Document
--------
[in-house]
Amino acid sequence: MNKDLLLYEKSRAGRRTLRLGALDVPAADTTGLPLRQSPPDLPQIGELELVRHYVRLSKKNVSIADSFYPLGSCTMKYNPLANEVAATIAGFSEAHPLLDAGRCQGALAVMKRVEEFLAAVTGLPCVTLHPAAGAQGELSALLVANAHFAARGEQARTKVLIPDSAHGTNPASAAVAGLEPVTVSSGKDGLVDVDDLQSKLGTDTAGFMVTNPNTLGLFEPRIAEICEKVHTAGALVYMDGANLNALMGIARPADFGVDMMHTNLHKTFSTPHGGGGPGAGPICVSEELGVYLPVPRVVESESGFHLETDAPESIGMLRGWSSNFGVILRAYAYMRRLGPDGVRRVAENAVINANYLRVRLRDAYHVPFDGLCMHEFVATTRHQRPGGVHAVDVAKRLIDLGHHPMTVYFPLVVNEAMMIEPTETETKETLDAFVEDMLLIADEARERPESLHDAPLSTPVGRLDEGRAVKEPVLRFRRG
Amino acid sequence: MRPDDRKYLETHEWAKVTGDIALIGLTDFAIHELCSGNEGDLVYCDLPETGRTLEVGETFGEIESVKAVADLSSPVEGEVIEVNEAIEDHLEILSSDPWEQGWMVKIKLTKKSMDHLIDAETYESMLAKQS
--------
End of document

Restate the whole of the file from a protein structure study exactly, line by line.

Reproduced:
[in-house]
Amino acid sequence: MNKDLLLYEKSRAGRRTLRLGALDVPAADTTGLPLRQSPPDLPQIGELELVRHYVRLSKKNVSIADSFYPLGSCTMKYNPLANEVAATIAGFSEAHPLLDAGRCQGALAVMKRVEEFLAAVTGLPCVTLHPAAGAQGELSALLVANAHFAARGEQARTKVLIPDSAHGTNPASAAVAGLEPVTVSSGKDGLVDVDDLQSKLGTDTAGFMVTNPNTLGLFEPRIAEICEKVHTAGALVYMDGANLNALMGIARPADFGVDMMHTNLHKTFSTPHGGGGPGAGPICVSEELGVYLPVPRVVESESGFHLETDAPESIGMLRGWSSNFGVILRAYAYMRRLGPDGVRRVAENAVINANYLRVRLRDAYHVPFDGLCMHEFVATTRHQRPGGVHAVDVAKRLIDLGHHPMTVYFPLVVNEAMMIEPTETETKETLDAFVEDMLLIADEARERPESLHDAPLSTPVGRLDEGRAVKEPVLRFRRG
Amino acid sequence: MRPDDRKYLETHEWAKVTGDIALIGLTDFAIHELCSGNEGDLVYCDLPETGRTLEVGETFGEIESVKAVADLSSPVEGEVIEVNEAIEDHLEILSSDPWEQGWMVKIKLTKKSMDHLIDAETYESMLAKQS